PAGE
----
About Atlantic Ocean Road

The Atlantic Ocean Road or the Atlantic Road is a 8.3-kilometer (5.2 mi) long section of County Road 64 which runs through an archipelago in Eide and Averøy in Møre og Romsdal, Norway. The fixed link passes by Hustadvika, an unsheltered part of the Norwegian Sea, connecting the island of Averøy with the mainland and Romsdalshalvøya peninsula. The road runs between the villages of Kårvåg on Averøy and Vevang in Eida. The road is built on several small islands and skerries, which are connected by several causeways, viaducts and eight bridges—the most prominent being Storseisundet Bridge.

 

Atlantic Ocean Road Route

The Atlantic Ocean Road is a 8.274-kilometer (5.141 mi) long section of County Road 64 which connects the island and municipality of Averøy with the mainland at Eide. The road runs across an archipelago of partially inhabited islands and skerries. To the north lies Hustadvika, an unsheltered section of the Norwegian Sea, while to the south lies Lauvøyfjorden. The road has a width of 6.5 meters (21 ft) and a maximum gradient of eight percent. It consists of eight bridges and four resting places accommodated as viewpoints. Several tourist sites, including dining, fishing and scuba diving resorts, have been established on the islands. Along with the section from Vevang to Bud, the Atlantic Ocean Road has been designated one of eighteen National Tourist Routes.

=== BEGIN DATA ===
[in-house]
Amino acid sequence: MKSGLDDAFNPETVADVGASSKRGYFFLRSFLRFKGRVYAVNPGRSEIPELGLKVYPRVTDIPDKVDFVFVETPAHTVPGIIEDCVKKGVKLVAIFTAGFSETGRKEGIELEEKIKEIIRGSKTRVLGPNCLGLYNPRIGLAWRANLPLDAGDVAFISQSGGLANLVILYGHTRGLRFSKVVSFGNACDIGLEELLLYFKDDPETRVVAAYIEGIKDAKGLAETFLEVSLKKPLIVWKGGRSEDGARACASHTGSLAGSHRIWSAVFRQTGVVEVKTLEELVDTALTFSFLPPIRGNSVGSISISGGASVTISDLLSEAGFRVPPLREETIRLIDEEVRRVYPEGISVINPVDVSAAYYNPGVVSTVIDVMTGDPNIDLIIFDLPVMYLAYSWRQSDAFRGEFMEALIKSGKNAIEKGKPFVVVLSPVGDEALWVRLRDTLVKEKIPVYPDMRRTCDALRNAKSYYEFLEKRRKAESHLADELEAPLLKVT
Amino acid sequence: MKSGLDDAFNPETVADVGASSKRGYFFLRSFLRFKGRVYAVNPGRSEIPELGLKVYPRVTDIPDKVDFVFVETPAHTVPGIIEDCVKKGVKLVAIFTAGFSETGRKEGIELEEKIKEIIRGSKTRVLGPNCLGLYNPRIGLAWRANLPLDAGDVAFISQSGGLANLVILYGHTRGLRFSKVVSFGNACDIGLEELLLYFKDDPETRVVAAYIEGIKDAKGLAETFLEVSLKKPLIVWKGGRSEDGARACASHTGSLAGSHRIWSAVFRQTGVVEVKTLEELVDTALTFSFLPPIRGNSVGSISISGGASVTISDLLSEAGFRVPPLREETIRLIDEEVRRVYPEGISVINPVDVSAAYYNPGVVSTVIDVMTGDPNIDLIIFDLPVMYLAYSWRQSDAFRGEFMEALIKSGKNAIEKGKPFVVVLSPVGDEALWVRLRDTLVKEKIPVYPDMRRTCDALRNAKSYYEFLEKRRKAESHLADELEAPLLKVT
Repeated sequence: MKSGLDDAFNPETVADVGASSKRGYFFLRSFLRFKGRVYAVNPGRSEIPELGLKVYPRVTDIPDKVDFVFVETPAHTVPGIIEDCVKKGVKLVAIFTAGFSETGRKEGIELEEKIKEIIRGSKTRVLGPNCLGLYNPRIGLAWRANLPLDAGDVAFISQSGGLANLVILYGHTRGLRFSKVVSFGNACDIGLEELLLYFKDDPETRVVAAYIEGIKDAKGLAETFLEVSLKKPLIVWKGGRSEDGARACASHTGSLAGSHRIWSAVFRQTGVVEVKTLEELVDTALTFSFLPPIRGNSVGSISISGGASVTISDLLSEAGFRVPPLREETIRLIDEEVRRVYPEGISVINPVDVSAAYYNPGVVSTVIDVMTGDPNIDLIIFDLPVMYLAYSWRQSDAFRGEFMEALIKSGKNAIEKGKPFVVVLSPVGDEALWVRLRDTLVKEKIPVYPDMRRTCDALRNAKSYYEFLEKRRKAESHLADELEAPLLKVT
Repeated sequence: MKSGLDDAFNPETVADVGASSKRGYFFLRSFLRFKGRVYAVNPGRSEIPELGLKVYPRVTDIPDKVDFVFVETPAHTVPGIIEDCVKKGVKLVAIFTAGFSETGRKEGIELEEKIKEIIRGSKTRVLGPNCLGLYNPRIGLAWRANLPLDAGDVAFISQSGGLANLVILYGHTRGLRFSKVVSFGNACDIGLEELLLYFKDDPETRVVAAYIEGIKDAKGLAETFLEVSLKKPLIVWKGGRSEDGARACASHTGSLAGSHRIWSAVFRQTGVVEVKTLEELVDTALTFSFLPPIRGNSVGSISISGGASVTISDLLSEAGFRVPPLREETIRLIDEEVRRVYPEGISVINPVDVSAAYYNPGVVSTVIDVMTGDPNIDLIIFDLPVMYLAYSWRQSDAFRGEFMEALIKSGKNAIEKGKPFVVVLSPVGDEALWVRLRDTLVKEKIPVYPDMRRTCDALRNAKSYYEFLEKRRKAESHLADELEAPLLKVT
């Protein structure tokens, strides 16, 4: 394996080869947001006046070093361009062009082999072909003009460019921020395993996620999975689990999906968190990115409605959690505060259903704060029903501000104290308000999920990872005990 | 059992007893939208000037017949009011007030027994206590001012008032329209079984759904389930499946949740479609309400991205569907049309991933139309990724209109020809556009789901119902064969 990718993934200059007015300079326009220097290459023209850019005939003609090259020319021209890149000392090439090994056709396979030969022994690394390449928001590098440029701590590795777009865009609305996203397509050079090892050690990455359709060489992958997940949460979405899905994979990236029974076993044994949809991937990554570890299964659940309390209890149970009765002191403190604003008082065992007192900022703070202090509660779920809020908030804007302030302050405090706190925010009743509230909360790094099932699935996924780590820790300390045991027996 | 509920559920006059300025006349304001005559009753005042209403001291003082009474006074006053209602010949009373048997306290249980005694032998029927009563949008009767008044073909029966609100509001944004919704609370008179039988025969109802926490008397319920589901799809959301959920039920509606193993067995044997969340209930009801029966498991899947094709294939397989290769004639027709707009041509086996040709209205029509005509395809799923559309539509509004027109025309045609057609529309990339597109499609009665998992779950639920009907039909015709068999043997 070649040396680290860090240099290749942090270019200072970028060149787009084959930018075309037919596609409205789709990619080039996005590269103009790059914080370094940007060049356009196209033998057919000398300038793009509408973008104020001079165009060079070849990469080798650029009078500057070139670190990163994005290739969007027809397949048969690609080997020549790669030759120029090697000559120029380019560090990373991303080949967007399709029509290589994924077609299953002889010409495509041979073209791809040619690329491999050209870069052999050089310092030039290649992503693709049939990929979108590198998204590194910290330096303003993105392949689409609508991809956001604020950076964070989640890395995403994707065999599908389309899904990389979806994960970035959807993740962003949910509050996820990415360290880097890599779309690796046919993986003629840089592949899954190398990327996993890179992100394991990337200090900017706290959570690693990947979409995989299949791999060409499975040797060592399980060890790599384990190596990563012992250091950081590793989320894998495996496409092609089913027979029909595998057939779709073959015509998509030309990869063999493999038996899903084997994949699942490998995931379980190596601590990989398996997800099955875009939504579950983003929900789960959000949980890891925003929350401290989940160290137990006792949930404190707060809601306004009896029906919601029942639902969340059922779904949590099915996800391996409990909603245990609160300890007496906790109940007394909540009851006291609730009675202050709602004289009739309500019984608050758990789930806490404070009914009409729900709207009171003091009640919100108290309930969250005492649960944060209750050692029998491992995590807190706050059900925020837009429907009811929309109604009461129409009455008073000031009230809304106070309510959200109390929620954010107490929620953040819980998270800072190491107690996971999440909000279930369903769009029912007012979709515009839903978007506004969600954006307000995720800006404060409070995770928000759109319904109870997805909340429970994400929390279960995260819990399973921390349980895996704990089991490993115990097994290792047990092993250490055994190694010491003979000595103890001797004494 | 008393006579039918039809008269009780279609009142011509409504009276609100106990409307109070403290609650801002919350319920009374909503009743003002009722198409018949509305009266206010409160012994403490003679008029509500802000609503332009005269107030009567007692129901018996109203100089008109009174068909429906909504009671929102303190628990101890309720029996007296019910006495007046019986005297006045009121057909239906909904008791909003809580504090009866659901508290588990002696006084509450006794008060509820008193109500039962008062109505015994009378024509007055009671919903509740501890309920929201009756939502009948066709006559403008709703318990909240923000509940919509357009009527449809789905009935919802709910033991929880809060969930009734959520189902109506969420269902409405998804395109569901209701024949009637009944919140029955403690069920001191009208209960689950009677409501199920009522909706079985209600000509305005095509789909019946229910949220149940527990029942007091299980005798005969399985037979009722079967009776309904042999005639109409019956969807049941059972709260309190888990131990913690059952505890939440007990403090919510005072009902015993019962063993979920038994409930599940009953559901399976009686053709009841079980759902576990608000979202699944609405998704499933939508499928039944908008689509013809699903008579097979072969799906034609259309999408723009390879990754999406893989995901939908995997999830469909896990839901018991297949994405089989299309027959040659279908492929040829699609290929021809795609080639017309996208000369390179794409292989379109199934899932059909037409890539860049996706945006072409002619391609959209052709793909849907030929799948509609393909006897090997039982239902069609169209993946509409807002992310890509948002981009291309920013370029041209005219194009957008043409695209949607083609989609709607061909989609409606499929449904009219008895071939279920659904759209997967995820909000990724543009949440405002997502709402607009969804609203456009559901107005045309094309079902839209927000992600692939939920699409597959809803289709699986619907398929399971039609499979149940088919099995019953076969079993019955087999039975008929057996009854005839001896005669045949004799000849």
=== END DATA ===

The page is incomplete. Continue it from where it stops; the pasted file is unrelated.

Atlantic Ocean Road Facts

  • Driving along the Atlantic Road is like teetering on the edge on the sea. The road’s rollercoaster feel, curvy bridges and phenomenal views have made it a favorite of road trippers and motorcyclists.
  • The road is built on several small islands and skerries, which are connected by several causeways, viaducts and eight bridges—the most prominent being Storseisundet Bridge.
  • The construction started 1 August 1983. The opening of the road took place 7 July 1989.
  • It is a popular site to film automotive commercials, has been declared the world’s best road trip, and been awarded the title as “Norway’s Construction of the Century”
  • In 2009, the Atlantic Ocean Tunnel opened from Averøy to Kristiansund; combined, they have become a second fixed link between Kristiansund and Molde
  • The route was originally proposed as a railway line in the early 20th century, but this was ultimately abandoned. Serious planning of the road started in the 1970s, and construction started on 1 August 1983
  • During construction, the area was hit by twelve hurricanes. The road was opened on 7 July 1989, having cost 122 million Norwegian krone (NOK), of which 25 percent was financed with tolls and the rest from public grants. Source by Twisted Sifter